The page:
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Interview with Dr. David Coggins About Vaccines

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Medical Minute: 3:19

Steve Williams:  Today we’re talking about vaccines for infants with Dr. David Coggins, a Geisinger pediatrician and chair of the Department of Pediatrics for Mt. Nittany Medical Center.  He’s also a member of the Infection Prevention & Control Committee at Mt. Nittany Medical Center.  Dr. Coggins, thanks for being with us today.

Dr. David Coggins:  Good morning, you’re very welcome.

Steve Williams:  Doctor, which vaccines are recommended for infants and at what ages?

Dr. David Coggins:  There’s a host of vaccines that are recommended for infants; the first vaccine that we recommend is usually given in the Newborn Nursery for against Hepatitis B, the remainder of the vaccines start at 2 months of age – I’ll kind of go over those for you.  At 2 months, we administer the Rotavirus Vaccine a combination vaccine that contains antigens against atheria, tetanus, and pertussis, a vaccine against teamopolis influenzae type B, Polio Vaccine, and Umacis Vaccine – again that starts at 2 months.  Routine well-baby visits start at 2, 4, and 6 months and each one of those visits is accompanied by a vaccination.  At 12 months, we vaccinate babies with Measels, Mumps, Rubella Vaccine, as well as Chicken Pox Vaccine, and Hepatitis A Vaccine.  There are Booster Doses along the way, throughout the first year of life and then there’s a series of Boosters again at Kindergarten-entry, basically, between the ages of 4 and 6.  And also we have to vaccinate adolescences with a Tetanus Booster, also with adolescent girls we’ve recently started vaccinating against Human Papilloma Virus, and there’s another vaccine called Menactra, which is a vaccination against certain types of meningococcal diseases that can cause meningitis.  The American Academy of Pediatrics has also recently recommended that children 6 months of age or older get an annual Flu Vaccine.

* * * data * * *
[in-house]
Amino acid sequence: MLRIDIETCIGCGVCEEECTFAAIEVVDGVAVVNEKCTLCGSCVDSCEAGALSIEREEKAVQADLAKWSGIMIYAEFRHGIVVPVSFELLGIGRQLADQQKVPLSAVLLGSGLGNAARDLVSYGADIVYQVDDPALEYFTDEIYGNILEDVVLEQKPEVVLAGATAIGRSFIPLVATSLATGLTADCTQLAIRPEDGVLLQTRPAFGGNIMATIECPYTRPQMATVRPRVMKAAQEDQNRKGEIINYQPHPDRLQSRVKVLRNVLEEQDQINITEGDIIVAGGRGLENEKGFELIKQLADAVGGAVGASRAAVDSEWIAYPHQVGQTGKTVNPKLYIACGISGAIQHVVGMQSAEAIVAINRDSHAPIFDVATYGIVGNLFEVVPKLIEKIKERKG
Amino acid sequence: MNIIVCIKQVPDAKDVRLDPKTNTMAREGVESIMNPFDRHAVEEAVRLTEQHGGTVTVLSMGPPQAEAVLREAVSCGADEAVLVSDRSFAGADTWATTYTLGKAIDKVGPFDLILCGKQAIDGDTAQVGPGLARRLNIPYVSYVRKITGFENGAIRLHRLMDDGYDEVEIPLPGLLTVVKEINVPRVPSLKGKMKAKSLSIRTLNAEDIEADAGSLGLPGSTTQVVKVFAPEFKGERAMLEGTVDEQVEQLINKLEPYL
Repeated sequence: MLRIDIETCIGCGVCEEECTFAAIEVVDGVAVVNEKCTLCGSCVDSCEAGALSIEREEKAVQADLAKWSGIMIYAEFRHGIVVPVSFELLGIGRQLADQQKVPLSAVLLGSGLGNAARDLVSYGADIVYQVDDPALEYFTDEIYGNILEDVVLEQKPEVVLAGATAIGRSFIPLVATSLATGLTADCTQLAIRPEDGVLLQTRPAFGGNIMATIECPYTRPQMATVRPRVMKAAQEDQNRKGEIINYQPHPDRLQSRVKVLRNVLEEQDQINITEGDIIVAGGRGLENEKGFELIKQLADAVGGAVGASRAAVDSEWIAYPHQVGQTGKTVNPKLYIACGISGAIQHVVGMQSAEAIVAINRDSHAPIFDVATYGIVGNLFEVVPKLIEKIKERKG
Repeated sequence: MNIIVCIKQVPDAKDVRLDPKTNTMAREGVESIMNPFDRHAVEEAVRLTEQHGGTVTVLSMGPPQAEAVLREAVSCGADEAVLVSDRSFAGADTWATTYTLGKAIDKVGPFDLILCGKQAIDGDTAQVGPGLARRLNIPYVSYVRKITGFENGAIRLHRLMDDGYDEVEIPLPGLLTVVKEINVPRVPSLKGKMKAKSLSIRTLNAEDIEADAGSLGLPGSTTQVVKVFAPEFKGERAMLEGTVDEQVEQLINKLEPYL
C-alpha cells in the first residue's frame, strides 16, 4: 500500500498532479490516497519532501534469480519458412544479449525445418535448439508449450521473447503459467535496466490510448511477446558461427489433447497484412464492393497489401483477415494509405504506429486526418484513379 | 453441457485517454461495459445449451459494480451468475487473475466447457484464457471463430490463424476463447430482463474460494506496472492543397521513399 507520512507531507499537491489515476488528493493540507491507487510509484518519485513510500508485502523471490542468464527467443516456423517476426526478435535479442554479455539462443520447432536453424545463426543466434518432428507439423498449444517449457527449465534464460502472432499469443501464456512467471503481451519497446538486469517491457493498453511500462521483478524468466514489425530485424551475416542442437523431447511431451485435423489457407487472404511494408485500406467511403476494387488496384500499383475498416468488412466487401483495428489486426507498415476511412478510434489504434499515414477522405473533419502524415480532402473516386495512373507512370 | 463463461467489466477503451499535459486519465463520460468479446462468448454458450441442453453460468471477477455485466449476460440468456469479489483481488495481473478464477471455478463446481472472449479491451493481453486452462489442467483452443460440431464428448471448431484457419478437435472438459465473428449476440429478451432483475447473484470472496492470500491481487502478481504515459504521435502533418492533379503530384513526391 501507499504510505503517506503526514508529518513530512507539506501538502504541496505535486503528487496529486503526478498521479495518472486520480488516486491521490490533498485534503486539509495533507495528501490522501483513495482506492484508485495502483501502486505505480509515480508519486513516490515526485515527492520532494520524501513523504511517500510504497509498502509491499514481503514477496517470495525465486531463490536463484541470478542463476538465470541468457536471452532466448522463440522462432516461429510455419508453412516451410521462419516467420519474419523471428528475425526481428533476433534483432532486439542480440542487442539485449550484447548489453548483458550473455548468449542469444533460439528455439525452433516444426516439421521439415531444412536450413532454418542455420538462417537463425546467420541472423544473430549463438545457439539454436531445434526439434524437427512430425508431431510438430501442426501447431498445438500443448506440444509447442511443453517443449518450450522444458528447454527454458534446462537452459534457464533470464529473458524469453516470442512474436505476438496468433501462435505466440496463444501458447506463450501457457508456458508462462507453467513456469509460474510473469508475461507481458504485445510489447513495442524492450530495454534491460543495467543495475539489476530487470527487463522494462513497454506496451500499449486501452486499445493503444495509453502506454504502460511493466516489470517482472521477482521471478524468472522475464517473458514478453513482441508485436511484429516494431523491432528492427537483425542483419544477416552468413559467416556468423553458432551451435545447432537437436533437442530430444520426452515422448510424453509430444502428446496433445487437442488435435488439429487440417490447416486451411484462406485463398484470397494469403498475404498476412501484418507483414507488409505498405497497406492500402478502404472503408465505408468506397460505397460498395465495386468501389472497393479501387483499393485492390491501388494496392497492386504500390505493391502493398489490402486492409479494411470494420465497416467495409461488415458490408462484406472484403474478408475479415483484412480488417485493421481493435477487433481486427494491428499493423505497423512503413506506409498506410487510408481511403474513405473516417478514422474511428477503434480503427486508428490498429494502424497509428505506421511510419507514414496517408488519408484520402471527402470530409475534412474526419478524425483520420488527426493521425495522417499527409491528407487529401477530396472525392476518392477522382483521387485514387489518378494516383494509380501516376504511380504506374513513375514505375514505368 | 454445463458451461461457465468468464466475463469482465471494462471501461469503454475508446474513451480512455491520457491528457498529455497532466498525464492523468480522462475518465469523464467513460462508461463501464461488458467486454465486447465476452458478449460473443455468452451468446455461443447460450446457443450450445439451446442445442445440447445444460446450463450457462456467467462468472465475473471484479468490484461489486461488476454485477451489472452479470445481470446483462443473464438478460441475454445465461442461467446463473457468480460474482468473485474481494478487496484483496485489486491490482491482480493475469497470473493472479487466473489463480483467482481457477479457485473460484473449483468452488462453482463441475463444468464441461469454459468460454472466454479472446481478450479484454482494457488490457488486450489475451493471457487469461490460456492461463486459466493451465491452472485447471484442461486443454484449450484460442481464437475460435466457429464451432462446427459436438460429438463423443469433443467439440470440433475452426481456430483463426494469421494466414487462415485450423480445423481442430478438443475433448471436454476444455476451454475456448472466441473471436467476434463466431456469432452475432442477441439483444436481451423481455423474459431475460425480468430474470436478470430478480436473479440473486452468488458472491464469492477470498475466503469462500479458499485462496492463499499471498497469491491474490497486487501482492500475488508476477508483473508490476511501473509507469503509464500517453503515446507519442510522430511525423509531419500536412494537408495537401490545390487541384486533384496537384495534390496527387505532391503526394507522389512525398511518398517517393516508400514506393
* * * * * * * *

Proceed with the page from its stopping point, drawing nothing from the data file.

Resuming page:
Steve Williams:  Flu Vaccines or the H1N1, is that recommended for infants too?

Dr. David Coggins:  It certainly is.  It’s recommended for basically everybody older than 6 months.

Steve Williams:  Where can a parent find out more about vaccinating their infants?  Where can they find out more information about that?

Dr. David Coggins:  Well there are several sites, I would probably recommend following a pediatrician or family practitioner.  That person should have all the information you need about vaccination.  One could go to the CDC website at CDC.gov and there is a host of information on immunization; also, the American Academy of Pediatrics posts its’ annual schedule of vaccination for anyone to see.

Steve Williams:  It’s very important to get the kids vaccinated, isn’t it?

Dr. David Coggins:  Absolutely.  I think vaccination has become kind of a two-edge sword because it’s been such an effective program that a lot of parents have not seen the illnesses that the vaccinations prevent and it’s easy to let your guard down about well ‘why do I need this vaccination’.  We recently saw, probably back in 1980s, and also lately, an increase in Pertussis cases because of decreased vaccination.  In fact, that prompted Pertussis Boosters now to be given to adolescents and also to be given routinely to Post-Partum women.

Steve Williams:  Dr. Coggins, thanks so much for joining us this morning, we certainly appreciate it.

Dr. David Coggins:  Alright, thank you sir.

Steve Williams:  The Mt. Nittany Medical Minute this morning brought to you by Mt. Nittany Medical Center – “Life Forward.”  95.3, 3WZ.

 

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